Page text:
- The Washington Times - Tuesday, January 10, 2017

The University of Chicago says President-elect Donald Trump paints the Windy City with a “broad brush,” and school officials are looking to pay someone to change its “unsafe” image.

Tour guides at the University of Chicago were recently challenged by its admissions office to find a “creative way” to change perceptions of the city with prospective students. An email obtained by the school’s newspaper shows Assistant Director of Admissions Colleen Belak lamenting Mr. Trump’s tweets on Chicago violence while offering $500 for the best way to counter a tarnished reputation.

“If you’ve paid attention to the national news (or Donald Trump’s tweets) over the last few months, you’ll notice that the city of Chicago is often painted with a broad brush as an ‘unsafe’ or ‘scary’ place to reside,” Ms. Belak wrote in an email provided to the The Chicago Maroon Jan. 6 on condition of anonymity. “Of course, certain realities should not be ignored, but at the end of the day most of us are proud Chicago residents with a deep love of the city.

“With that spirit in mind, we have an opportunity for you to win some money — $500 to be exact,” she continued. “If you are able to come up with a creative way to approach this negative perception, be it a video series, blog post, photo, or something else (and better) entirely, please put together a proposal and I will present it to the powers that be.”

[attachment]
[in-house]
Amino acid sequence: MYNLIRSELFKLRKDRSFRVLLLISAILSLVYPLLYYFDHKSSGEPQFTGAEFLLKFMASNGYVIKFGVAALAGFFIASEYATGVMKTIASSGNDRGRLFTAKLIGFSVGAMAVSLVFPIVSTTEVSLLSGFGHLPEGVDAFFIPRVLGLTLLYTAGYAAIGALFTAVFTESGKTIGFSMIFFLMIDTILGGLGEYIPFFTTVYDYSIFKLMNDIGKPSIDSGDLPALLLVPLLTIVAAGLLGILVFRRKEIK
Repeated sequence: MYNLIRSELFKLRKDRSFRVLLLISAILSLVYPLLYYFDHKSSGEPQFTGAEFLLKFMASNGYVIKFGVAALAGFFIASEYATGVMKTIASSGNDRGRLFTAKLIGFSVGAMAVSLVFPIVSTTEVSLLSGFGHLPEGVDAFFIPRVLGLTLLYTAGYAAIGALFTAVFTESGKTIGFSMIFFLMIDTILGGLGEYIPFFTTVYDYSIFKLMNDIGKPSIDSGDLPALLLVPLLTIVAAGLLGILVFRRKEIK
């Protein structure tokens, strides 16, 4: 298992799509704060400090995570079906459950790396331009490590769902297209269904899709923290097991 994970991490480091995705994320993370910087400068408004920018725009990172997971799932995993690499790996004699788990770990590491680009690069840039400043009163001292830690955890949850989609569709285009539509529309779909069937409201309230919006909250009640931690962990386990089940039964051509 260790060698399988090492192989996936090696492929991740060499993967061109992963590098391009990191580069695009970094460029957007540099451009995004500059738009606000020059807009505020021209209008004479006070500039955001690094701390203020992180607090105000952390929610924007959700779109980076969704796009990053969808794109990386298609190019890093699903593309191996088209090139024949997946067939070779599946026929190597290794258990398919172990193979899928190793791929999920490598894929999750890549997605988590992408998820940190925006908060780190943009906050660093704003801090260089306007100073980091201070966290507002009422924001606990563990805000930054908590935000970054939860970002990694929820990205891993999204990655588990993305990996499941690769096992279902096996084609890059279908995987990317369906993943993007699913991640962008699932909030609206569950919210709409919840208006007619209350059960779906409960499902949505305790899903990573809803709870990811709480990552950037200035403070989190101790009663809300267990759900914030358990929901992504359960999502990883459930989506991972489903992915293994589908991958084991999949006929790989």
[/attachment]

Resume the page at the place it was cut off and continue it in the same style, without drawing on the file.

The school’s email comes on the heels of the most violent year for Chicago in decades. The city tallied 762 homicides in 2016, easily surpassing the 704 recorded in 1998, the last time the city had more than 700 homicides.

Mr. Trump tweeted on Jan. 2 that Chicago Mayor Rahm Emmanuel may need to “ask for federal help” if he could not figure out policies to stem the violence.

The school newspaper noted that University of Chicago’s Hyde Park campus is rated 52nd out off 77 community areas for incidents of violent crime.

SEE ALSO: Chicago’s homicide total passes 700; reverend laments city’s ‘culture of death’

“Nearby Woodlawn and Washington Park neighborhoods rank 22nd and 27th respectively,” The Chicago Maroon added.

• Douglas Ernst can be reached at dernst@washingtontimes.com.

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